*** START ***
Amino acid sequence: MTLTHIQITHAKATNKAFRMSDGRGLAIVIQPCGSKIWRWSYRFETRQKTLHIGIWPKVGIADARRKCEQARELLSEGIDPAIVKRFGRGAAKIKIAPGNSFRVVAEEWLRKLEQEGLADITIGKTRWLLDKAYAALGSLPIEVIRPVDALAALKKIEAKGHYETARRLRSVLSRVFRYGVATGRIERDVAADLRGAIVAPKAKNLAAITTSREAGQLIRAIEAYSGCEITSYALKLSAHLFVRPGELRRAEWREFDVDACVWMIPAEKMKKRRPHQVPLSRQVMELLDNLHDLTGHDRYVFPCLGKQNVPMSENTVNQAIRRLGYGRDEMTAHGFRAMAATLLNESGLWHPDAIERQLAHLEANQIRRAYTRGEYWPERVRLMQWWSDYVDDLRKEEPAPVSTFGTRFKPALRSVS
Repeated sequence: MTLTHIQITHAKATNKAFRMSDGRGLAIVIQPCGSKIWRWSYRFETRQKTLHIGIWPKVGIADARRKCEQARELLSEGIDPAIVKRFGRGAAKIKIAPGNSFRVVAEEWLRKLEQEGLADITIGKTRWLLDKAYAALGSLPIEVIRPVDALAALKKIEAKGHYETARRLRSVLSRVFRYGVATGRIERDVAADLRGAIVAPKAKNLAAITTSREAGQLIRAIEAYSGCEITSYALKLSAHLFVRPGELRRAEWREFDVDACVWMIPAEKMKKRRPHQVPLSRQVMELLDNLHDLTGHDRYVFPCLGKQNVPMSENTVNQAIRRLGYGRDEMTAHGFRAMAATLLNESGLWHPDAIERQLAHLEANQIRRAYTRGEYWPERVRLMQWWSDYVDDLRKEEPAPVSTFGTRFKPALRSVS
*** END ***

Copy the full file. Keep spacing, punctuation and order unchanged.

Amino acid sequence: MTLTHIQITHAKATNKAFRMSDGRGLAIVIQPCGSKIWRWSYRFETRQKTLHIGIWPKVGIADARRKCEQARELLSEGIDPAIVKRFGRGAAKIKIAPGNSFRVVAEEWLRKLEQEGLADITIGKTRWLLDKAYAALGSLPIEVIRPVDALAALKKIEAKGHYETARRLRSVLSRVFRYGVATGRIERDVAADLRGAIVAPKAKNLAAITTSREAGQLIRAIEAYSGCEITSYALKLSAHLFVRPGELRRAEWREFDVDACVWMIPAEKMKKRRPHQVPLSRQVMELLDNLHDLTGHDRYVFPCLGKQNVPMSENTVNQAIRRLGYGRDEMTAHGFRAMAATLLNESGLWHPDAIERQLAHLEANQIRRAYTRGEYWPERVRLMQWWSDYVDDLRKEEPAPVSTFGTRFKPALRSVS
Repeated sequence: MTLTHIQITHAKATNKAFRMSDGRGLAIVIQPCGSKIWRWSYRFETRQKTLHIGIWPKVGIADARRKCEQARELLSEGIDPAIVKRFGRGAAKIKIAPGNSFRVVAEEWLRKLEQEGLADITIGKTRWLLDKAYAALGSLPIEVIRPVDALAALKKIEAKGHYETARRLRSVLSRVFRYGVATGRIERDVAADLRGAIVAPKAKNLAAITTSREAGQLIRAIEAYSGCEITSYALKLSAHLFVRPGELRRAEWREFDVDACVWMIPAEKMKKRRPHQVPLSRQVMELLDNLHDLTGHDRYVFPCLGKQNVPMSENTVNQAIRRLGYGRDEMTAHGFRAMAATLLNESGLWHPDAIERQLAHLEANQIRRAYTRGEYWPERVRLMQWWSDYVDDLRKEEPAPVSTFGTRFKPALRSVS